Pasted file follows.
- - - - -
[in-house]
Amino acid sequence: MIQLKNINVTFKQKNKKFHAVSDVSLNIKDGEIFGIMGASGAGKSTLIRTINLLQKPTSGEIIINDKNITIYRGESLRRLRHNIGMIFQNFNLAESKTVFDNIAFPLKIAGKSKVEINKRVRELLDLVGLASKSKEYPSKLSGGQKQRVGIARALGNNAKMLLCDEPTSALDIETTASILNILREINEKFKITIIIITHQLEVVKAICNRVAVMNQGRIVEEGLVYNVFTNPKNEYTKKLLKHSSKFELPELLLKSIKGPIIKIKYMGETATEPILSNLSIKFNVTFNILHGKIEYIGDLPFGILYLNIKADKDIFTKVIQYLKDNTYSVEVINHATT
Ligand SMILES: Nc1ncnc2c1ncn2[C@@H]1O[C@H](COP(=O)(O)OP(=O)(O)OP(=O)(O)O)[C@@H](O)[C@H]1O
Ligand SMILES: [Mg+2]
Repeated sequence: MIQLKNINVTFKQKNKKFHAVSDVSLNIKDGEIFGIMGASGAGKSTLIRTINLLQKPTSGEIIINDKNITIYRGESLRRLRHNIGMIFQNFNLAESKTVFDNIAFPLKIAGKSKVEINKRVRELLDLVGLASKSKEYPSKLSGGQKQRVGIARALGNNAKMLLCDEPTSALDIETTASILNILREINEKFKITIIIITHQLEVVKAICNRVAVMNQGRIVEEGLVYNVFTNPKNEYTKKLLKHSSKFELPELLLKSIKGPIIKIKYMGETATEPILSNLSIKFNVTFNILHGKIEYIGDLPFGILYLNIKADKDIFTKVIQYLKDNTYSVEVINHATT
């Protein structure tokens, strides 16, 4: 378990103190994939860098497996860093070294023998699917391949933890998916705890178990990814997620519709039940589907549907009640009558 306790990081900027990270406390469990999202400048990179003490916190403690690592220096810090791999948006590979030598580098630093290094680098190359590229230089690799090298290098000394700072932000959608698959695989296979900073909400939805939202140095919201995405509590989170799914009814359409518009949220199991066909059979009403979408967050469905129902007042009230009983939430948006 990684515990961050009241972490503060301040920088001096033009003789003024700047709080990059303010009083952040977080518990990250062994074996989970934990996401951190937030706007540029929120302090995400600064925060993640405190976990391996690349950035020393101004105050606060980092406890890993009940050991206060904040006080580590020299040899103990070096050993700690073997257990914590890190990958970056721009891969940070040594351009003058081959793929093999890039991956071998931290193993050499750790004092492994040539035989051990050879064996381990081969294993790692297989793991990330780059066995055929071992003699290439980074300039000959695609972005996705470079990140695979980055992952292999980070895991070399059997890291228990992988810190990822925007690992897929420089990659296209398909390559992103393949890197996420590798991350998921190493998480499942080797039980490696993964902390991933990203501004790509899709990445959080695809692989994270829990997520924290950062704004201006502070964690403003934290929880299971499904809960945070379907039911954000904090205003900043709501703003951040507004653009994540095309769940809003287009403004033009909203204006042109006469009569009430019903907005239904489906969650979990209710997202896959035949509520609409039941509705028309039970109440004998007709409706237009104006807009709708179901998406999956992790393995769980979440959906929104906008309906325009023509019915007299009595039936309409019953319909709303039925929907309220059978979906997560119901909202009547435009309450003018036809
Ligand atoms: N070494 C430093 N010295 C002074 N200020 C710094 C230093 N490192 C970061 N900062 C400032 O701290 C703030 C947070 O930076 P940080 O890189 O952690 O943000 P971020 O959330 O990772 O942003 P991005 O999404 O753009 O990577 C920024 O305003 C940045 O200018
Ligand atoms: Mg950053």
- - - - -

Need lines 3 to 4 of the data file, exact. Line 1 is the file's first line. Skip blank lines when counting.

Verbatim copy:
Ligand SMILES: Nc1ncnc2c1ncn2[C@@H]1O[C@H](COP(=O)(O)OP(=O)(O)OP(=O)(O)O)[C@@H](O)[C@H]1O
Ligand SMILES: [Mg+2]